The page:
Leadership Transition

Leadership Transition

In my last Audiology Weekly article as president of the Academy, I would like to summarize where we stand as an Academy before we begin our annual leadership transition. 

First of all, thank you to all our members for making AudiologyNOW! 2016 an incredible event this year. I have heard from many of you who shared how pleased you were with this year’s educational and networking opportunities as well the various events. We also had record attendance for our Academy Research Conference (ARC) as well as for our Student Academy of Audiology Conference. A very special thank you to the Program Chair, Dr. Joscelyn Martin, her committees, and to the Academy staff involved with logistics and planning of AudiologyNOW! 

I am pleased by the outpouring of support and enthusiasm from you—our members. The past several years have been challenging as we redirected the Academy’s focus inward, made difficult organizational decisions, and restructured our staff and committees. However, with the dedication and diligence of the current Board of Directors, the Academy is in good shape financially as well as on the right path toward professional autonomy.

This coming year under the leadership of Dr. Ian Windmill, you will begin to see changes in the structure of our committees designed to maximize engagement with members and to produce the tools and information that you need for your practices, no matter what the setting. The board will engage in a September strategic planning meeting to guide the Academy’s committees and partners in a unified direction for the next several years. 

On the legislative front, in addition to the current bills we are supporting or opposing our Government Relations Committee has been working hard lately on two specific pieces of legislation. The first is the “Fit to Serve” bill, where we have been working in collaboration with ADA, ASHA, and the VA audiologists. There is still work to be done on this issue, and we stand firm on not compromising in the importance of the role of the audiologist. Please continue to write letters to your government representatives, and go to the Academy’s Legislative Action Center online for more information, for sample letters, and to see how you can help.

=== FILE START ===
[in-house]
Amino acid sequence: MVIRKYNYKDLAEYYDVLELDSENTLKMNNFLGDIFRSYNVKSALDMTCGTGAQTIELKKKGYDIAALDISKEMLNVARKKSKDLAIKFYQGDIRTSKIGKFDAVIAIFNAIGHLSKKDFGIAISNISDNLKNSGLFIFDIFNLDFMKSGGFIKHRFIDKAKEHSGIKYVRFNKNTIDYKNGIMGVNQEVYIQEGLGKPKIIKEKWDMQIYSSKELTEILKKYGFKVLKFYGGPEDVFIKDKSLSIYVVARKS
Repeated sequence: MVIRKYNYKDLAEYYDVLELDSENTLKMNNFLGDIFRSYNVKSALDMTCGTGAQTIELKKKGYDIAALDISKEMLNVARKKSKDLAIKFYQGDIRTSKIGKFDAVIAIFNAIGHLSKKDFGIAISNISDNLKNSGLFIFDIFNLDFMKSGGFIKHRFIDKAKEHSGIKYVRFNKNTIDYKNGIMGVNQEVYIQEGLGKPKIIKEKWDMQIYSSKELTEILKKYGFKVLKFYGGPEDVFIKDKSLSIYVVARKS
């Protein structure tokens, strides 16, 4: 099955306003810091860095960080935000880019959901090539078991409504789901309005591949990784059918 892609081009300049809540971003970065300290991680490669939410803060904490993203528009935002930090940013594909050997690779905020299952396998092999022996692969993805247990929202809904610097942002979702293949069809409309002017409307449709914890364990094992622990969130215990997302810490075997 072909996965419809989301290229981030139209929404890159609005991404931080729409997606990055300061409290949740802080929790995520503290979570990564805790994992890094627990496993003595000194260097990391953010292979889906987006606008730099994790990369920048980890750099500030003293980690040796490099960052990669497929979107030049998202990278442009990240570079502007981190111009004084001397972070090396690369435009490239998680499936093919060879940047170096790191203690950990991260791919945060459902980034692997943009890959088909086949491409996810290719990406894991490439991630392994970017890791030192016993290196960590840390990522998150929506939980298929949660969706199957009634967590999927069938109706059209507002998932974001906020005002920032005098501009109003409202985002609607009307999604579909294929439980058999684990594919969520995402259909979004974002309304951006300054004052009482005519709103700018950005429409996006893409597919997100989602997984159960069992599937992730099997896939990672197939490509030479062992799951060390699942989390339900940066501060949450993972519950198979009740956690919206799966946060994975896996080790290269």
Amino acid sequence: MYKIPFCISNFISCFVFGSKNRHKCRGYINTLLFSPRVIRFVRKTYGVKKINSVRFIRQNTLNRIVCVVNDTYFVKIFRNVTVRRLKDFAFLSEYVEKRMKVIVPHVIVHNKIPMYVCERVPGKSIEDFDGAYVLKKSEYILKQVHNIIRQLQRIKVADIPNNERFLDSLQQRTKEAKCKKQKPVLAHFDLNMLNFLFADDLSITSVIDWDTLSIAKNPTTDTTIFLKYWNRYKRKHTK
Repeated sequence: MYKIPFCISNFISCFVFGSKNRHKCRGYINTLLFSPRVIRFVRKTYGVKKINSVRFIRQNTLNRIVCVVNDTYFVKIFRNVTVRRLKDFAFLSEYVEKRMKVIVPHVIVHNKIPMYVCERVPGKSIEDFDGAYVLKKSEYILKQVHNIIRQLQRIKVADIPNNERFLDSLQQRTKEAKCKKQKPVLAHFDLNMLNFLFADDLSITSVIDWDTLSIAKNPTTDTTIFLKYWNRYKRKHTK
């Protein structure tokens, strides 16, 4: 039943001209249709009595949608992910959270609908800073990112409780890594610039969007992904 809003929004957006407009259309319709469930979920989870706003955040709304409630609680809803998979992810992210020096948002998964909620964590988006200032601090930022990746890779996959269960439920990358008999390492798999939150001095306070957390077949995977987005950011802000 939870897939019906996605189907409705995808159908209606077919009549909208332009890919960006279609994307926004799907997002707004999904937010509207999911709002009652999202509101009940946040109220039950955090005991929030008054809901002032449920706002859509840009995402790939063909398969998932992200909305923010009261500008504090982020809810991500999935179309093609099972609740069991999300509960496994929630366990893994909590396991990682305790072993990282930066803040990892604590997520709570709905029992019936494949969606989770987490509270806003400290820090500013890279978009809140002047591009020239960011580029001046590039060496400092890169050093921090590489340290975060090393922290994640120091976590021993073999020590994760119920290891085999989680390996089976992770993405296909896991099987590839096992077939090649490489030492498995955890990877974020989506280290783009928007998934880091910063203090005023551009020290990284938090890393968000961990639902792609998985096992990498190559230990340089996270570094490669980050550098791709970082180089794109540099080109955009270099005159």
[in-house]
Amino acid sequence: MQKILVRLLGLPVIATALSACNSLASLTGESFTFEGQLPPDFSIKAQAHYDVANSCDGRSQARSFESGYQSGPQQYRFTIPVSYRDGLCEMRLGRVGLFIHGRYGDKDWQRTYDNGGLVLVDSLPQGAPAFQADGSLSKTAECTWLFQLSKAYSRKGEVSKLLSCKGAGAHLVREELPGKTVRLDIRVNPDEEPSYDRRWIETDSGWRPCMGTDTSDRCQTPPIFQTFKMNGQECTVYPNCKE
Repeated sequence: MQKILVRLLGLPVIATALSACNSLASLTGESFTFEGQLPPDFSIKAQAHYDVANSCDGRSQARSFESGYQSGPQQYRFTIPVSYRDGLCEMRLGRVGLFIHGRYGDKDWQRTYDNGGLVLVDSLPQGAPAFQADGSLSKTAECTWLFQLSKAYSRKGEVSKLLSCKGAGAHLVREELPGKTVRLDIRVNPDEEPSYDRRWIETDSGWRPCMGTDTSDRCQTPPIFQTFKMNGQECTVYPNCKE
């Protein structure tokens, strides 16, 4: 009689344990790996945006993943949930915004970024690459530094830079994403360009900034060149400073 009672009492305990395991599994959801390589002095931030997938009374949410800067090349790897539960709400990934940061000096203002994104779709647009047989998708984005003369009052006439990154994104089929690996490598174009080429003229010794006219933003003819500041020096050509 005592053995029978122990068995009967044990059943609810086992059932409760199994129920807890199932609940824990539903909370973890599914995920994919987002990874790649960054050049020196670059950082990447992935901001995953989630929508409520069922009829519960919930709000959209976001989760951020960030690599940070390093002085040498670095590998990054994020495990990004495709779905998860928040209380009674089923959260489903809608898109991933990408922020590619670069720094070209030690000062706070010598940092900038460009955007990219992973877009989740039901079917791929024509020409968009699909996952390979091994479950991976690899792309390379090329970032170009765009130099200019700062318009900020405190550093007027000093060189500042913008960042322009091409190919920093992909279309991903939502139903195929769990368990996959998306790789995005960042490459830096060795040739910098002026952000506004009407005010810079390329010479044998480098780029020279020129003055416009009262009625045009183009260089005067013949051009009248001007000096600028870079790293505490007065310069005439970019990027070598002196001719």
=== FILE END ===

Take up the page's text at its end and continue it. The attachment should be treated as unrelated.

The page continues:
The second piece of legislation is a fairly new bill for which Academy support is being sought. This bill being introduced would require silencers on certain types of firearms. While this legislation may be an emotionally charged bill for many, it is important to separate out the emotions of what one may feel about firearms in general and to focus on the main objective of this bill—to reduce the incidence of noise exposure due to use of firearms. Keep your eye on this one.

In our organizational issues, recent changes in the Academy by-laws will now have the new board members begin their term in October and end September 30, beginning in 2017. This change was made to provide a more efficient transition process for new board members.

Lastly, I want to again thank the Academy staff, Tanya, our Board of Directors, and the many volunteer leaders (committee chairs and committee members) for your support this past year. As I leave the office of president of the Academy, I will be merely “moving one pew over” and continue to support the work of the organization. I am excited about the continued growth in the profession with audiologists being recognized as the professional who brings miracles and the profession as one that changes the lives of people and their families with hearing and balance challenges. To my colleagues and friends I thank you all.